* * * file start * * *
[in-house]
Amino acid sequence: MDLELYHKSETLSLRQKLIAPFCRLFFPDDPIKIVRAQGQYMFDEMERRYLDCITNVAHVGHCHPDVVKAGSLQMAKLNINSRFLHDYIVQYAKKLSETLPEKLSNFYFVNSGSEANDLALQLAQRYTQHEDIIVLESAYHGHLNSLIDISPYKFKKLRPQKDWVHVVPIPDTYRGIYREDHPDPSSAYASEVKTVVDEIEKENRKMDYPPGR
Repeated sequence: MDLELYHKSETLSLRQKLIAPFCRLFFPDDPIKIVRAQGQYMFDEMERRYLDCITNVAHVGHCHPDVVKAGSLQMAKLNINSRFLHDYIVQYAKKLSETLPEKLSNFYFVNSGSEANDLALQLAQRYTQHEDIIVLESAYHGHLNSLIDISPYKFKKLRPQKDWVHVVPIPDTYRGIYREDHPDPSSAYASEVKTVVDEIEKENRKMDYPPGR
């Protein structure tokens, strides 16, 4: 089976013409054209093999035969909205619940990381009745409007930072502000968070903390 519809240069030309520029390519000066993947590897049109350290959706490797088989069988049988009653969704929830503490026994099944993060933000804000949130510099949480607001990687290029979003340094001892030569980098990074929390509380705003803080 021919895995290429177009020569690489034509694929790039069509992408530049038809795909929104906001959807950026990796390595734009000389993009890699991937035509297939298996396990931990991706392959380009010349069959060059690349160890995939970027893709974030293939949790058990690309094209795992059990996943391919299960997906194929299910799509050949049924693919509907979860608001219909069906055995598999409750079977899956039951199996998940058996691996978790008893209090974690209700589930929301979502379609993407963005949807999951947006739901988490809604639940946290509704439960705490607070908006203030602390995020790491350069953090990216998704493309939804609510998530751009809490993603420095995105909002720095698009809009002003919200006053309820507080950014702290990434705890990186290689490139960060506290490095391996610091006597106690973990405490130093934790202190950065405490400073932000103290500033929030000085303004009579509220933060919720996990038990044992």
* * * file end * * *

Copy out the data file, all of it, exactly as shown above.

[in-house]
Amino acid sequence: MDLELYHKSETLSLRQKLIAPFCRLFFPDDPIKIVRAQGQYMFDEMERRYLDCITNVAHVGHCHPDVVKAGSLQMAKLNINSRFLHDYIVQYAKKLSETLPEKLSNFYFVNSGSEANDLALQLAQRYTQHEDIIVLESAYHGHLNSLIDISPYKFKKLRPQKDWVHVVPIPDTYRGIYREDHPDPSSAYASEVKTVVDEIEKENRKMDYPPGR
Repeated sequence: MDLELYHKSETLSLRQKLIAPFCRLFFPDDPIKIVRAQGQYMFDEMERRYLDCITNVAHVGHCHPDVVKAGSLQMAKLNINSRFLHDYIVQYAKKLSETLPEKLSNFYFVNSGSEANDLALQLAQRYTQHEDIIVLESAYHGHLNSLIDISPYKFKKLRPQKDWVHVVPIPDTYRGIYREDHPDPSSAYASEVKTVVDEIEKENRKMDYPPGR
């Protein structure tokens, strides 16, 4: 089976013409054209093999035969909205619940990381009745409007930072502000968070903390 519809240069030309520029390519000066993947590897049109350290959706490797088989069988049988009653969704929830503490026994099944993060933000804000949130510099949480607001990687290029979003340094001892030569980098990074929390509380705003803080 021919895995290429177009020569690489034509694929790039069509992408530049038809795909929104906001959807950026990796390595734009000389993009890699991937035509297939298996396990931990991706392959380009010349069959060059690349160890995939970027893709974030293939949790058990690309094209795992059990996943391919299960997906194929299910799509050949049924693919509907979860608001219909069906055995598999409750079977899956039951199996998940058996691996978790008893209090974690209700589930929301979502379609993407963005949807999951947006739901988490809604639940946290509704439960705490607070908006203030602390995020790491350069953090990216998704493309939804609510998530751009809490993603420095995105909002720095698009809009002003919200006053309820507080950014702290990434705890990186290689490139960060506290490095391996610091006597106690973990405490130093934790202190950065405490400073932000103290500033929030000085303004009579509220933060919720996990038990044992």